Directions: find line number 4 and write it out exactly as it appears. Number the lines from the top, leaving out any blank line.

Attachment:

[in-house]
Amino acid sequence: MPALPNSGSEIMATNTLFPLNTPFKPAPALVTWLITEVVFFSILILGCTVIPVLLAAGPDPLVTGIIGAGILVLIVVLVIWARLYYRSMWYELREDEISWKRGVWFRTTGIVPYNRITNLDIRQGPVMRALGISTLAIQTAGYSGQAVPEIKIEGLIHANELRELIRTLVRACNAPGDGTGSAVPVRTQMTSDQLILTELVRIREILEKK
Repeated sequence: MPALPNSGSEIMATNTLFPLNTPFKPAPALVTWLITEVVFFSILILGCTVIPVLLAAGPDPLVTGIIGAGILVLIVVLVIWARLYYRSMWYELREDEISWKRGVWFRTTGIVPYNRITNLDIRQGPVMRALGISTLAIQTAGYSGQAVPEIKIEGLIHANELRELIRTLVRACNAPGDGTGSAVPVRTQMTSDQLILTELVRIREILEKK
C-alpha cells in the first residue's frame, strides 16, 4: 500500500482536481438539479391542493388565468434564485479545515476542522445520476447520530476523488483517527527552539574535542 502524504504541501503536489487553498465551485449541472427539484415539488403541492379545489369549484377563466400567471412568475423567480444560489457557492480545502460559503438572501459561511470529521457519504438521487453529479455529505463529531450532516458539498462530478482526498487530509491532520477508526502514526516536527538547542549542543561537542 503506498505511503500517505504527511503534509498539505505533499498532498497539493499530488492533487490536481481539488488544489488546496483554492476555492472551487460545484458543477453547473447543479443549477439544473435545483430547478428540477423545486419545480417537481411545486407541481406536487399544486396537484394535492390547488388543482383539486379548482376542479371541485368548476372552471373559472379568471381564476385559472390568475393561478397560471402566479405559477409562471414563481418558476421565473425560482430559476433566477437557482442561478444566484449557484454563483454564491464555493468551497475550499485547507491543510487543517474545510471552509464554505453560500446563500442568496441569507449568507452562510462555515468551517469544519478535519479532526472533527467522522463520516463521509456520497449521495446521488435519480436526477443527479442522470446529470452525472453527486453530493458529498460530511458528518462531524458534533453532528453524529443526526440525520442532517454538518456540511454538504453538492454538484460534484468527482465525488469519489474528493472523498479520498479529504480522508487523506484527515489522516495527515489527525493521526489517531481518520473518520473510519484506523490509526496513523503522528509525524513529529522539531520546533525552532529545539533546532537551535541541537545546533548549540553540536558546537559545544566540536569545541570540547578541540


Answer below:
C-alpha cells in the first residue's frame, strides 16, 4: 500500500482536481438539479391542493388565468434564485479545515476542522445520476447520530476523488483517527527552539574535542 502524504504541501503536489487553498465551485449541472427539484415539488403541492379545489369549484377563466400567471412568475423567480444560489457557492480545502460559503438572501459561511470529521457519504438521487453529479455529505463529531450532516458539498462530478482526498487530509491532520477508526502514526516536527538547542549542543561537542 503506498505511503500517505504527511503534509498539505505533499498532498497539493499530488492533487490536481481539488488544489488546496483554492476555492472551487460545484458543477453547473447543479443549477439544473435545483430547478428540477423545486419545480417537481411545486407541481406536487399544486396537484394535492390547488388543482383539486379548482376542479371541485368548476372552471373559472379568471381564476385559472390568475393561478397560471402566479405559477409562471414563481418558476421565473425560482430559476433566477437557482442561478444566484449557484454563483454564491464555493468551497475550499485547507491543510487543517474545510471552509464554505453560500446563500442568496441569507449568507452562510462555515468551517469544519478535519479532526472533527467522522463520516463521509456520497449521495446521488435519480436526477443527479442522470446529470452525472453527486453530493458529498460530511458528518462531524458534533453532528453524529443526526440525520442532517454538518456540511454538504453538492454538484460534484468527482465525488469519489474528493472523498479520498479529504480522508487523506484527515489522516495527515489527525493521526489517531481518520473518520473510519484506523490509526496513523503522528509525524513529529522539531520546533525552532529545539533546532537551535541541537545546533548549540553540536558546537559545544566540536569545541570540547578541540